Perhaps the most common bias emerging onto young adults is that they are what Arnett refers to as “slackers.” Baby boomers are of the opinion that Millennials are slackers who according to Arnett, live a self-indulgent, materialistic lifestyle, with little regard for the world around them. We see this attitude in popular media like in the 2005 TIME magazine story which depicted an emerging adult man sitting in a sandbox and declaring, “They Just Won’t Grow Up.” Physician and advice writer Mel Levine (2005) warns apocalyptically that “Starting up into adulthood has never been more daunting than it is at present…The end result is that many adolescents seek an extension of their high school and/or college years. They just don’t want to pull away from their teens…The effects on work-life readiness may be catastrophic” (p.19) Here we see a shared attitude that emerging adults avoid work while preferring to sponge off their parents. This thinking presumes that young adults have an inflated sense of self entitlement and leads people to buy into the stereotype that Millennials are slackers.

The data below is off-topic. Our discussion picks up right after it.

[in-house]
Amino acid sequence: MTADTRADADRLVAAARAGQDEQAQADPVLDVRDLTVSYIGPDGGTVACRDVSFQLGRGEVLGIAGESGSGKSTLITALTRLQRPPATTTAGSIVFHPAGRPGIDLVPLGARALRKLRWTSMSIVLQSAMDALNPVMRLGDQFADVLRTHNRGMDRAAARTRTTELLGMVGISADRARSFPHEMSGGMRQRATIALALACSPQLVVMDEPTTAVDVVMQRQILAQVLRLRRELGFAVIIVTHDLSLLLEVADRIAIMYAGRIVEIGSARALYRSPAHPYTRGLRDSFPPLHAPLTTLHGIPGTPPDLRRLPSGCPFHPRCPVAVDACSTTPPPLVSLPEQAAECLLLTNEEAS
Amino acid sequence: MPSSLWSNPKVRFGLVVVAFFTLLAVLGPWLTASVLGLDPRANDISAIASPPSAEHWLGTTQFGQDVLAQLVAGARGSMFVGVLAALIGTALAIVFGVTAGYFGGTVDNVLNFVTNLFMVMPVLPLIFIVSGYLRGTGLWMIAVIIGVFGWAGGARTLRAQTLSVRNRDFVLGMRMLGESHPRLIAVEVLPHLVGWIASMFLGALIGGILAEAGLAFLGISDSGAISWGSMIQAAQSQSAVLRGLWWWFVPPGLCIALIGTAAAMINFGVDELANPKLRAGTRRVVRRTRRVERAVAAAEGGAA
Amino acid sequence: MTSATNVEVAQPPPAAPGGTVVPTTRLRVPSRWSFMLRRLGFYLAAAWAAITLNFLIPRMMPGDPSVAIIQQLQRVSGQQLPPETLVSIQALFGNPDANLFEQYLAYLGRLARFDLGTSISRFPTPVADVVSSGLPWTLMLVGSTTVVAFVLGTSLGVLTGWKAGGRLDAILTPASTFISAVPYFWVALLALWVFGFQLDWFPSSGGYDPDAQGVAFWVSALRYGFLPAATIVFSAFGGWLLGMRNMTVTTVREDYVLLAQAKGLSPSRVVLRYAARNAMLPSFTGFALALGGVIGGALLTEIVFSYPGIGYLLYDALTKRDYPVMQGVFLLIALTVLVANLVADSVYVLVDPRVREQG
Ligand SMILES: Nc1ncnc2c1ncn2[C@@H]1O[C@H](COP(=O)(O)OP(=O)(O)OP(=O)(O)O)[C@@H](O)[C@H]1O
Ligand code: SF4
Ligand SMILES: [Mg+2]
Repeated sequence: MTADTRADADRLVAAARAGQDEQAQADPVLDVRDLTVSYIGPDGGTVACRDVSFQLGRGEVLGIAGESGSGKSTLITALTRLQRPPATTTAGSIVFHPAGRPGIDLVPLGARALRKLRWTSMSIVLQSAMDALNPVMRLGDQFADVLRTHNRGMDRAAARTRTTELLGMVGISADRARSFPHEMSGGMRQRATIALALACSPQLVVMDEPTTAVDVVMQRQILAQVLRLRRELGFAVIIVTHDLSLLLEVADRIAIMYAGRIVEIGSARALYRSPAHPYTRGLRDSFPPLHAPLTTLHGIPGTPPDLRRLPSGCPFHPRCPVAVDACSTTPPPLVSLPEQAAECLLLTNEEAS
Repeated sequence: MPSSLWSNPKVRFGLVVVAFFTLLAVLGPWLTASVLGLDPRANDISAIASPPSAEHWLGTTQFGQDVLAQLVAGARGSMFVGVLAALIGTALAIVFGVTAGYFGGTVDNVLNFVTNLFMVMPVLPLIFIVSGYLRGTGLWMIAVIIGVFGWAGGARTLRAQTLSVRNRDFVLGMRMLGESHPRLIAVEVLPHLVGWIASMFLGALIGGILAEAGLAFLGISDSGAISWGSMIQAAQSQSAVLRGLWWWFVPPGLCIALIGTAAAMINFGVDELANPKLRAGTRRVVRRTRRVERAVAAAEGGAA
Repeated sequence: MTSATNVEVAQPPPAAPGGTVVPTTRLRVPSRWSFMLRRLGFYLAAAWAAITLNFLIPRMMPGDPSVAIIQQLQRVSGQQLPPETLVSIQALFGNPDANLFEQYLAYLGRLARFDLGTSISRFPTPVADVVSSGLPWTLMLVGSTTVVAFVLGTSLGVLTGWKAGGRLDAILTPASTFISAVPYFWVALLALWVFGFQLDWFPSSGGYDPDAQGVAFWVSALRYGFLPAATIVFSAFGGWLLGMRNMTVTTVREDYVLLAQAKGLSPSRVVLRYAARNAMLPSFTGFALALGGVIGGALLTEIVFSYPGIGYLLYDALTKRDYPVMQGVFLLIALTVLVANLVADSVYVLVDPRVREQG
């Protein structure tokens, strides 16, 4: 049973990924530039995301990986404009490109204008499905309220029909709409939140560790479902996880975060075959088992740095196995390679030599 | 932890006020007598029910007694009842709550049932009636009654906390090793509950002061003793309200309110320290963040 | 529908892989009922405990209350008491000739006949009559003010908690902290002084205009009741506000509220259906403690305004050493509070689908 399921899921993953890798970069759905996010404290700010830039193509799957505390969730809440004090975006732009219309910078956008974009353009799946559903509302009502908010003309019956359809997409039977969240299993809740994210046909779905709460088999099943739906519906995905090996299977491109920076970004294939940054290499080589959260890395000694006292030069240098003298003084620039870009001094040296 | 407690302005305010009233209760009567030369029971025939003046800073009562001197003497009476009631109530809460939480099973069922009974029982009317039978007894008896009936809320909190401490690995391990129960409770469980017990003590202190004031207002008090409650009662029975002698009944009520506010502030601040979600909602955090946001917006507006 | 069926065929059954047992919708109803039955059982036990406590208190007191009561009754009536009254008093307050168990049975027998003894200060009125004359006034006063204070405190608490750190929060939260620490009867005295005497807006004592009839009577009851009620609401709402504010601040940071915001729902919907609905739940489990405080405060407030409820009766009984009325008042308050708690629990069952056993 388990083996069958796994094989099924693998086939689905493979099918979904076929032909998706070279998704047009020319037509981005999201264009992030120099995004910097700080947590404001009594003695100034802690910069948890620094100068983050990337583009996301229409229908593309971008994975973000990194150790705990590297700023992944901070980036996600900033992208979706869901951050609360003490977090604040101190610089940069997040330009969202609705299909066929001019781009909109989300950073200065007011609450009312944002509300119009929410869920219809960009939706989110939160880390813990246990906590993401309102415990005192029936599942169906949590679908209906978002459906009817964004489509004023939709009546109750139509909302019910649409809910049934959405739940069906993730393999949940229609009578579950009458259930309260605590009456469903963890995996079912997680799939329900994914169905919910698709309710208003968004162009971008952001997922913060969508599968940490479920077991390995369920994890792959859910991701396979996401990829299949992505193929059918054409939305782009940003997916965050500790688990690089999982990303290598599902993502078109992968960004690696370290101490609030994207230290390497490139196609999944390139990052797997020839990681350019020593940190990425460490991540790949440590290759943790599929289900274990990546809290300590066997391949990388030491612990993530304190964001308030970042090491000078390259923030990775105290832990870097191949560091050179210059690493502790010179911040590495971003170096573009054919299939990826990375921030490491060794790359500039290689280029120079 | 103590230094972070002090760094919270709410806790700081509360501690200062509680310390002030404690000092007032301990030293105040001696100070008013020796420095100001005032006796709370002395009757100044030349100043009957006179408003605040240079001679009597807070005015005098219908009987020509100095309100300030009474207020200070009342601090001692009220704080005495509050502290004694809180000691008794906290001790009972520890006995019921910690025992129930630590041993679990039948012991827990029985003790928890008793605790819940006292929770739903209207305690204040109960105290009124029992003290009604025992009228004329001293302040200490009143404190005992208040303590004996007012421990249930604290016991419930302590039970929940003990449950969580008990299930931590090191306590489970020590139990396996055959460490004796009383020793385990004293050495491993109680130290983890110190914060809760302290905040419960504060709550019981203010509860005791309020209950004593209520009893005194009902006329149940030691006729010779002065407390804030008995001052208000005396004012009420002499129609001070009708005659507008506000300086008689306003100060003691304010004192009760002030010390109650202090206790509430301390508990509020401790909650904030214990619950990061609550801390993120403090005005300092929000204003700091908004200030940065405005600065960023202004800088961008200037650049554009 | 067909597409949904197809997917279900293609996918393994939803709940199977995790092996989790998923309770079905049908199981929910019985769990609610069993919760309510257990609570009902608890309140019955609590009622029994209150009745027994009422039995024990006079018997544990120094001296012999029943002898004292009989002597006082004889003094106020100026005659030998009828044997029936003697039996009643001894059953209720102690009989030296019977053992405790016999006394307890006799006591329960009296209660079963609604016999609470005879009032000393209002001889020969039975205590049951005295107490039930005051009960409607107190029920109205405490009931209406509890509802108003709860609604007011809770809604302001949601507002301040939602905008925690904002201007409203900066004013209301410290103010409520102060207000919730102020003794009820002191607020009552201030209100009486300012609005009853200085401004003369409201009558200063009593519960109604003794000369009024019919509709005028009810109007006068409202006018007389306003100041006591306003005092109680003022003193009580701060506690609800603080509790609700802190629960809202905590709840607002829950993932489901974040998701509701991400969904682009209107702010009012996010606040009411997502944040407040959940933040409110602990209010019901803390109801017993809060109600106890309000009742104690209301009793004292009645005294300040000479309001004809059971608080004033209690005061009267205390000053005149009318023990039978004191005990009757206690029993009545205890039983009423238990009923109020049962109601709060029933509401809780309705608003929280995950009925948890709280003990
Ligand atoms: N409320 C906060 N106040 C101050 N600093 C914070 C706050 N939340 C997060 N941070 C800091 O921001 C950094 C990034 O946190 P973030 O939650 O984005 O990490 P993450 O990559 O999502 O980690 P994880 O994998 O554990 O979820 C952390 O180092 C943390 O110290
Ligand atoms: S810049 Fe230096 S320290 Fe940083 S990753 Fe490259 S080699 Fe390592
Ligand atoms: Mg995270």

Arnett states there is little doubt that it takes longer to reach full adulthood today than it did in the past. Reaching adulthood has become extended which is verifiable demographically, in terms of traditional transitions…finishing education, becoming finically independent from parents, marriage, and parenthood. In Arnett’s “The Psychology of Emerging Adulthood: What is Known and What Remains to be Known” he states that today’s emerging adults show college enrollment among 18-21 yr. old’s in the United States that are acquiring a post-secondary education rose from less than 5% in 1900, to over 60% in 2000. This trend shows that participation in higher education has risen substantially during the past century, especially over the past 50 years. Many of these emerging adults are working and going to school at the same time, while trying to chip away at their student debt which is currently the highest in U.S. history. We see a shift in twenty something’s moving back in with their parents, delaying marriage, switching jobs, moving, etc. Baby boomers see these transitions as unstable and a marker that Millennials are inferior to what they were like at the same age. However, Arnett shows us that one reason many people now wait until at least their late 20’s to marry and have their first child is that they are focused before that time on obtaining higher education to be able to find a desirable occupation upon completion. This suggest that the majority of twenty somethings in western cultures go through a waiting period between the transition from adolescence to adult status. The transition to adulthood has become delayed and subjective. Not because they are slackers, rather because they obtain post-secondary education. Millennials recognize that higher education is needed in order to obtain the best jobs in an information-based economy. They feel the pressure of Bachelor degrees not going as far and the need for further schooling and training. The economy has changed dramatically in recent decades, away from a Baby boomer era manufacturing base and toward valuing knowledge and information skills. Baby boomers could forgo a higher education and fall into a trade position in a high-paying manufacturing job that Millennials no longer have access to. Globalization with industrialized countries has made these jobs outsourced to developing countries or they have been eliminated by new technology. Economic prospects for emerging adults is grim during their twenties for those who don’t obtain a higher education which impede the establishment of a stable adult life.